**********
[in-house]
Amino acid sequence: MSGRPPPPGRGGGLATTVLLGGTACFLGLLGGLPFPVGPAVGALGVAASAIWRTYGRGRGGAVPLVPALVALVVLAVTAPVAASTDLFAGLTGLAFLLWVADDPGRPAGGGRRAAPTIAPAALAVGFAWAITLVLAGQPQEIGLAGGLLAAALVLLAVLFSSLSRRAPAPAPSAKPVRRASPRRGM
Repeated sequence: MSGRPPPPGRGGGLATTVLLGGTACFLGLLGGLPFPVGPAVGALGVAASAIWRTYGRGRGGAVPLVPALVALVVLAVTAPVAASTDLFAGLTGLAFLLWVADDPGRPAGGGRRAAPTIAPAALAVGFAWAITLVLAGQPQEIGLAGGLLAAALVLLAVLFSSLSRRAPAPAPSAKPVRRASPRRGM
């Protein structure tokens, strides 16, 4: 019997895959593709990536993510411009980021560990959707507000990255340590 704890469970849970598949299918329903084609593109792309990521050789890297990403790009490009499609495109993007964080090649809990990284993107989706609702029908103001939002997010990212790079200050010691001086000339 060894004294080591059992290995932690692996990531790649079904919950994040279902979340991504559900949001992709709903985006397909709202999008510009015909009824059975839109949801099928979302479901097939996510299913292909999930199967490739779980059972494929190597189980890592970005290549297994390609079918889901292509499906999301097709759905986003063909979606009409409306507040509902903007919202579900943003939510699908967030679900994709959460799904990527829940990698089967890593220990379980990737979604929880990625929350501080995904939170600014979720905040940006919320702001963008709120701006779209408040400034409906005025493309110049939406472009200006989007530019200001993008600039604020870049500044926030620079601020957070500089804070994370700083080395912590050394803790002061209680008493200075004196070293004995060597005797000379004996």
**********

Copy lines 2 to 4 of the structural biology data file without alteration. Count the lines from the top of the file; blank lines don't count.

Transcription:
Amino acid sequence: MSGRPPPPGRGGGLATTVLLGGTACFLGLLGGLPFPVGPAVGALGVAASAIWRTYGRGRGGAVPLVPALVALVVLAVTAPVAASTDLFAGLTGLAFLLWVADDPGRPAGGGRRAAPTIAPAALAVGFAWAITLVLAGQPQEIGLAGGLLAAALVLLAVLFSSLSRRAPAPAPSAKPVRRASPRRGM
Repeated sequence: MSGRPPPPGRGGGLATTVLLGGTACFLGLLGGLPFPVGPAVGALGVAASAIWRTYGRGRGGAVPLVPALVALVVLAVTAPVAASTDLFAGLTGLAFLLWVADDPGRPAGGGRRAAPTIAPAALAVGFAWAITLVLAGQPQEIGLAGGLLAAALVLLAVLFSSLSRRAPAPAPSAKPVRRASPRRGM
């Protein structure tokens, strides 16, 4: 019997895959593709990536993510411009980021560990959707507000990255340590 704890469970849970598949299918329903084609593109792309990521050789890297990403790009490009499609495109993007964080090649809990990284993107989706609702029908103001939002997010990212790079200050010691001086000339 060894004294080591059992290995932690692996990531790649079904919950994040279902979340991504559900949001992709709903985006397909709202999008510009015909009824059975839109949801099928979302479901097939996510299913292909999930199967490739779980059972494929190597189980890592970005290549297994390609079918889901292509499906999301097709759905986003063909979606009409409306507040509902903007919202579900943003939510699908967030679900994709959460799904990527829940990698089967890593220990379980990737979604929880990625929350501080995904939170600014979720905040940006919320702001963008709120701006779209408040400034409906005025493309110049939406472009200006989007530019200001993008600039604020870049500044926030620079601020957070500089804070994370700083080395912590050394803790002061209680008493200075004196070293004995060597005797000379004996």